|Docket No.||Op. Below||Argument||Opinion||Vote||Author||Term|
|19-988||Wash. Ct. App.||N/A||N/A||N/A||N/A||OT 2020|
Issue: Whether the prior-substantiation doctrine—which makes a commercial speaker liable if it lacks adequate “substantiation” for its factual claims before making them in an advertisement, even if the speech is never proven to be false—violates the First Amendment.
|Date||Proceedings and Orders |
|Dec 10 2019||Application (19A646) to extend the time to file a petition for a writ of certiorari from January 1, 2020 to February 3, 2020, submitted to Justice Kagan.|
|Dec 10 2019||Application (19A646) granted by Justice Kagan extending the time to file until February 3, 2020.|
|Feb 03 2020||Petition for a writ of certiorari filed. (Response due March 9, 2020)|
|Feb 12 2020||Waiver of right of respondent State of Washington to respond filed.|
|Feb 19 2020||DISTRIBUTED for Conference of 3/6/2020.|
|Feb 27 2020||Response Requested. (Due March 30, 2020)|
|Feb 28 2020||Brief amici curiae of Robert M McKenna and Michael C Turpen filed.|
|Mar 06 2020||Motion to extend the time to file a response from March 30, 2020 to May 29, 2020, submitted to The Clerk.|
|Mar 10 2020||Motion to extend the time to file a response is granted and the time is extended to and including May 29, 2020.|
|Mar 11 2020||Brief amici curiae of Goldwater Institute; Cato Institute; Reason Foundation filed.|
|Mar 27 2020||Brief amicus curiae of Liberty Justice Center filed.|
|Mar 27 2020||Brief amicus curiae of Center for Constitutional Jurisprudence filed.|
|Mar 30 2020||Brief amici curiae of Kentucky, et al. filed.|
|May 05 2020||Motion to extend the time to file a response from May 29, 2020 to June 29, 2020, submitted to The Clerk.|
|May 06 2020||Motion to extend the time to file a response is granted and the time is extended to and including June 29, 2020.|
|Jun 29 2020||Brief of respondent State of Washington in opposition filed.|
|Jul 13 2020||Reply of petitioners Living Essentials, LLC, et al. filed. (Distributed)|
|Jul 15 2020||DISTRIBUTED for Conference of 9/29/2020.|
|Oct 05 2020||Petition DENIED.|
In 2019, the Supreme Court limited the scope of a federal law that bans people convicted of felonies from having a gun. Up this morning at the court: back-to-back cases that will decide how many felon-in-possession convictions will need new trials or pleas under that 2019 ruling.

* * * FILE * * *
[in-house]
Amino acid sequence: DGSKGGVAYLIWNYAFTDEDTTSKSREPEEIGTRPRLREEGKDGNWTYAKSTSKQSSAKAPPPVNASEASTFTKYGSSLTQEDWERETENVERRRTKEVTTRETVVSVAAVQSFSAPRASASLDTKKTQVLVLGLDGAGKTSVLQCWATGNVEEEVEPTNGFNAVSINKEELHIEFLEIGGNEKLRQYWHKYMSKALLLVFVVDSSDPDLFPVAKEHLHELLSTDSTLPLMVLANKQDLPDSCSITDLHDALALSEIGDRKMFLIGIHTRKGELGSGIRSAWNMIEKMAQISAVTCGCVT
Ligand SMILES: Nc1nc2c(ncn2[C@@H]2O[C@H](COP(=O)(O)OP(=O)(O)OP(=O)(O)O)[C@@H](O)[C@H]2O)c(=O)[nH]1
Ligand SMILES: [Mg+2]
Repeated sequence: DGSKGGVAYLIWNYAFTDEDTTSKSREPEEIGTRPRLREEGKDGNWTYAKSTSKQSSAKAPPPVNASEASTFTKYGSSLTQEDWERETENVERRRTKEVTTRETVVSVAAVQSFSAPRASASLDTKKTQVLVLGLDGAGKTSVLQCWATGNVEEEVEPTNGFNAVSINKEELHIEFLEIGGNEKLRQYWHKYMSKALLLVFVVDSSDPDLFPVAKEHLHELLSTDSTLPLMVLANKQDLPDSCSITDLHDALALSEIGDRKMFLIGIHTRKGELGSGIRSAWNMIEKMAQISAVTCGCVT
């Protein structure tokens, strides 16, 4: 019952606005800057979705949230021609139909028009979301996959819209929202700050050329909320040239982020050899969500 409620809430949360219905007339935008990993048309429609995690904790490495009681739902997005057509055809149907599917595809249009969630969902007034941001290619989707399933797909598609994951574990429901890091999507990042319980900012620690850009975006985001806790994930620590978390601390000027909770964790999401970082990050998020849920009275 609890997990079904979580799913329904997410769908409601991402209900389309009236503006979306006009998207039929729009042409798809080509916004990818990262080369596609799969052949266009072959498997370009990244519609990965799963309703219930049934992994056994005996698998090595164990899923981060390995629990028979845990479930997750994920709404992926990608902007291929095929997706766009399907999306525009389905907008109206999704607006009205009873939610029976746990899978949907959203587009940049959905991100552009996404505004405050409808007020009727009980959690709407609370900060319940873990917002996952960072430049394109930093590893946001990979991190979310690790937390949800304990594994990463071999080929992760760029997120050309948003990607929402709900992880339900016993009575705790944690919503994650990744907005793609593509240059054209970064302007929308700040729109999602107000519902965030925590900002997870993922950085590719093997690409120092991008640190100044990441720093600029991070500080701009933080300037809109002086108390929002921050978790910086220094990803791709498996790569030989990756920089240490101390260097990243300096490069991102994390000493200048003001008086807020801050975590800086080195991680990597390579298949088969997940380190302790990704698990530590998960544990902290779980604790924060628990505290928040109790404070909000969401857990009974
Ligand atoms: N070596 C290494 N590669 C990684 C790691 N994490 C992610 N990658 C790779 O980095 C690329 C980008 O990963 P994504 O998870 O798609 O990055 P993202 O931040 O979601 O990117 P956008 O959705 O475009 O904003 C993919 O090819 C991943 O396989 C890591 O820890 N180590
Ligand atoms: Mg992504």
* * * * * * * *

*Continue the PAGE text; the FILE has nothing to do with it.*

NEW: SCOTUS adds one new case to its docket for next term: Hemphill v. New York, a criminal-procedure case about the interaction between hearsay rules and the right of defendants to confront witnesses against them. Still no action on major petitions involving guns and abortion.
The court will release orders at 9:30 a.m. EDT followed by oral argument in two cases.
First, whether Alaska Native regional and village corporations are “Indian Tribes” for purposes of CARES Act Covid-related relief.
By @StanfordLaw’s Gregory Ablavsky.
Are Alaska Native corporations Indian tribes? A multimillion-dollar question - SCOTUSblog
Are Alaska Native corporations — special corporations that Congress created in 1971 when it resolved Native claims ...
It's official: In the first-ever SCOTUS bracketology tournament, our readers have chosen CHIEF JUSTICE EARL WARREN as the greatest justice in history. The author of Brown v. Board, Loving v. Virginia, and Miranda v. Arizona defeated top-seeded John Marshall in the final round.
We've reached the final round of SCOTUS bracketology, and two illustrious chief justices are facing off for the championship. One wrote Marbury v. Madison. The other wrote Brown v. Board. Our full write-up on both finalists is here: https://www.scotusblog.com/2021/04/the-great-chief-and-the-super-chief-a-final-showdown-in-supreme-court-march-madness/
Cast your vote below!
NEW: The Supreme Court will issue opinion(s?) next Thursday April 22. We’re still waiting on decisions in the ACA case and Fulton v. City of Philadelphia about religious liberty and LGBT rights.
Four Democrats unveiled legislation today to expand the size of the Supreme Court from nine justices to 13 -- but Democratic leaders in both the House and Senate quickly threw cold water on the proposal.
Here's our report from @jamesromoser:
Bill to enlarge the Supreme Court faces dim prospects in Congress - SCOTUSblog
Four congressional Democrats introduced legislation Thursday to expand the number of seats on the Supreme Court from ...
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